Even from stones placed in one's path, one can build something beautiful.
By attributed to Johann Wolfgang von Goethe
Je déteste ce que vous écrivez, mais je donnerai ma vie pour que vous puissiez continuer à écrire.
I disapprove of what you say, but I will defend to the death your right to say it.
Zeig mir einen gesunden Menschen und ich werde ihn für dich heilen.
Show me a sane man and I will cure him for you.
By Carl Gustav Jung
El futuro no está escrito porque sólo el pueblo puede escribirlo.
The future is not written, because only the people can write it.
By Adolfo Suárez González, Spain's first democratically elected prime minister after the dictatorship
The statement was part of the presentation of the 1976 Political Reform, which allowed for the transition from General Franco's regime to a democratic constitutional system.
Uma língua é o lugar donde se vê o Mundo e em que se traçam os limites do nosso pensar e sentir.
A language is the place from where we see the world and where we draw the limits of our thinking and feeling.
By Vergílio Ferreira
a Portuguese writer, and a key figure in Portuguese-language literature
Kunst on paratamatus. Kunst on kultuuri geen, mis iseennast taastoodab ja niiviisi kultuuri kasvatab, ainsat keskkonda, milles inimese vaim saab hingata.
Art is inevitable. Art is the cultural gene that reproduces itself and thus cultivates culture, the only environment in which the human spirit can breathe.
By Lennart Meri, former president of Estionia
Qu'ils mangent de la brioche.
Let them eat cake.
This quote is often attributed to Marie-Antoinette, the wife of Louis XVI. Where it really comes from is unknown. As early as in the 1760s, the sentence is found in the memoirs of the philosopher Jean-Jacques Rousseau - when Marie Antoinette still lived in Vienna and was only 10 years old. Some historians attribute it to Theresa of Spain (1638-1683), the first wife of Louis XIV.
Et qu'est-ce qu'il a voulu dire par ça?
And what did he mean by that?
By Klemens von Metternich
19th century Austrian diplomat Metternich is said to have asked of Talleyrand when he heard the French statesman had died.
Wer Visionen hat, soll zum Arzt gehen.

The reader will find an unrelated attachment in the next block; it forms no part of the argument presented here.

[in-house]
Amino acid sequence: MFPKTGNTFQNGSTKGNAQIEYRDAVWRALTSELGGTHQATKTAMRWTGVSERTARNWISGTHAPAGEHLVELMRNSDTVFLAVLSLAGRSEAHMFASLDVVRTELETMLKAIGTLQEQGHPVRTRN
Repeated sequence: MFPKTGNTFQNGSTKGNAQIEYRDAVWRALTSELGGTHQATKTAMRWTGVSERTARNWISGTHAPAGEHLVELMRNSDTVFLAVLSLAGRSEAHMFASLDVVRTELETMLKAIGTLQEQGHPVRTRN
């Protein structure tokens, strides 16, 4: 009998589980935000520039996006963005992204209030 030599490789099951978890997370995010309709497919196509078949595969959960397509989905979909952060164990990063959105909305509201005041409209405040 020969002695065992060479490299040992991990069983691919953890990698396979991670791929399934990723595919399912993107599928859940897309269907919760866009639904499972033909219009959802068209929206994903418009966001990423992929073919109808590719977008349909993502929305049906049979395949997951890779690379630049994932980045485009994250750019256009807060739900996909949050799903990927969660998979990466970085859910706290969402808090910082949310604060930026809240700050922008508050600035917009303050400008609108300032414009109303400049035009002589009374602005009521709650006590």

Those who have visions should go and see a doctor..
By Helmut Schmidt, Chancellor of the Federal Republic of Germany (1974–1982)
Létfontosságú, hogy időnként olyan dolgot csináljunk, ami nem létfontosságú.
It is vital to occasionally do something that is not vital.
By László Mérő, Hungarian psychologist
De best stuurlui staan aan wal.
The best helmsman stands ashore.
The origin is unknown but it is common already by the 17th century. It implies that those seeing a ship in a storm from the shore think they can better determine how the ship should be steered while in reality they would most likely panic in that situation themselves. It is used to indicate that it is easy to criticise other´s work, when one is merely watching from the sidelines.
Jsou skvrny které nelze vyčistit bez porušení podstaty látky.
There are stains that cannot be cleaned without damaging the underlying material.
By Bohumil Hrabal, novelist
At last, fortissimo!
By Gustav Mahler, 19th Century Austrian compose
He said it while visiting Niagara Falls and referring to the loud rush of the water as a ‘fortissimo’ -which is a music passage marked to be played very loudly.
There is only one thing in the world worse than being talked about, and that is not being talked about.
By Oscar Wilde
In his book "The Picture of Dorian Gray".
Always remember that you are absolutely unique. Just like everyone else.
By Margaret Mead, cultural anthropologist
Gott würfelt nicht!
God does not play dice with the universe.
By Albert Einstein
Sotsiaalse ebavõrdsuse kahandamise kõige tõhusam viis on haridusse investeerimine.
The best way to reduce social inequality is to invest into education.
By Lennart Meri, former president of Estonia
Eenzaam maar niet alleen.
Lonely but not alone.
By Queen Wilhelmina
It´s the title of her book published in 1959. Queen Wilhemina (1880-1962) reigned for an amazing 50 years (1898-1948). Sadly in her personal life she was married to a prince of ill-repute and she never received any love. So when she wrote her biography in the fifties, she gave it the sad title ‘Eenzaam maar niet alleen’.